The web video world’s awash in shows about superheroes and existential crises these days, but they’ve all been amazing so why not add one more to the group? Enter Captain Blasto, an eleven-part, biweekly series that just aired its sixth installment and is gaining popularity on YouTube, iTunes, and other channels.

The show’s main character, Colin Carter, is your standard nerdy high schooler whose best friend is the janitor, Daryl Karameikos. Tired of being bored and ignored, Colin decides to assume the identity of his favorite comic book superhero, stage crimes around town, rescue the unknowing victims, and reap the rewards. This all gets laid out pretty well in episode one, but the hijinks (and killer editing – watch for the chase scene) pick up as the first “caper” goes down in episode two:

Colin and his growing crew of discontented collaborators continue recreating the Captain Blasto story in the next three episodes (check them out in high quality on Blip here), which highlight the entertaining comic absurdity of their plans with a great musical and aesthetic homage to comic book style.

The sixth and latest episode starts to reveal the main conflict of the series, though, when the fictional capers become a bit too dark and a bit too real.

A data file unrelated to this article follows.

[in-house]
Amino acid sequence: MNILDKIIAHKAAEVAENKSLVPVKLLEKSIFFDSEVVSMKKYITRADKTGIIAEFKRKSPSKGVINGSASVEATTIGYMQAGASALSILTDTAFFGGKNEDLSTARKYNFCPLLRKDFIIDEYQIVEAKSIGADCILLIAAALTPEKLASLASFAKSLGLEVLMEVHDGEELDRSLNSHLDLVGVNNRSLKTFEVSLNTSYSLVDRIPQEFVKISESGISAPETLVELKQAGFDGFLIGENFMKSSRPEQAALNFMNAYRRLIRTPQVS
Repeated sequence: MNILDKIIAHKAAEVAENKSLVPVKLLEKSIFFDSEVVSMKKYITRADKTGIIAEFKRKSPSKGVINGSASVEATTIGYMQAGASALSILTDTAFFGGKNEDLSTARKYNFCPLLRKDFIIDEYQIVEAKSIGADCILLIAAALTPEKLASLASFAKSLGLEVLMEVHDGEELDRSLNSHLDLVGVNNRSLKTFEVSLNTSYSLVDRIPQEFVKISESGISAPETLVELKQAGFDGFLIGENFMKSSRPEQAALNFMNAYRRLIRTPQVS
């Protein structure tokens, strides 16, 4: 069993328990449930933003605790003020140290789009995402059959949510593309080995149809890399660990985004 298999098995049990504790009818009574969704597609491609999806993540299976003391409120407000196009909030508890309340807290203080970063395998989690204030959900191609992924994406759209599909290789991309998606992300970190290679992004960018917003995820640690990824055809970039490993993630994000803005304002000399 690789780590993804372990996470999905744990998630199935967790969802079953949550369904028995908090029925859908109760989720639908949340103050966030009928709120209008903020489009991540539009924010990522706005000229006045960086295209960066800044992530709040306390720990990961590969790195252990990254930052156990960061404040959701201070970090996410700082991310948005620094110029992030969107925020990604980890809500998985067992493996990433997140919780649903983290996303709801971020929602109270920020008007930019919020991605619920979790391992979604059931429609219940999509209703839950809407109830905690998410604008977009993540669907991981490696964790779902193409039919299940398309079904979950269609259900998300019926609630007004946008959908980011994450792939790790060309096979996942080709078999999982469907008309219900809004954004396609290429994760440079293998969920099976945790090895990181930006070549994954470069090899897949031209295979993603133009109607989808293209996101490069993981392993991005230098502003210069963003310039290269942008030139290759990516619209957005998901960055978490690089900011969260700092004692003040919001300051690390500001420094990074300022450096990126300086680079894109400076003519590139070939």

The last five episodes are sure to offer plenty of superheroic twists and zaniness to see you through the end of the summer (episode 11 is scheduled to come out on October 13th).

It’s also worth noting that the series seems to be an adaptation of a feature film (but not an Atari game, mind you) created in Pittsburgh by the young filmmakers Chris Preksta, Aaron Kleiber, and Ashley Urbaniak on a $5000-$7000 budget and released to acclaim on the independent film circuit in 2005. Web syndication seems like the best way for the creators reach as many viewers as possible given their indie platform, and such geek-friendly material doesn’t hurt either.

I certainly wish the Blasto crew the best over the coming weeks, and many successful video capers in the future – or at least my inner escapist high schooler does.

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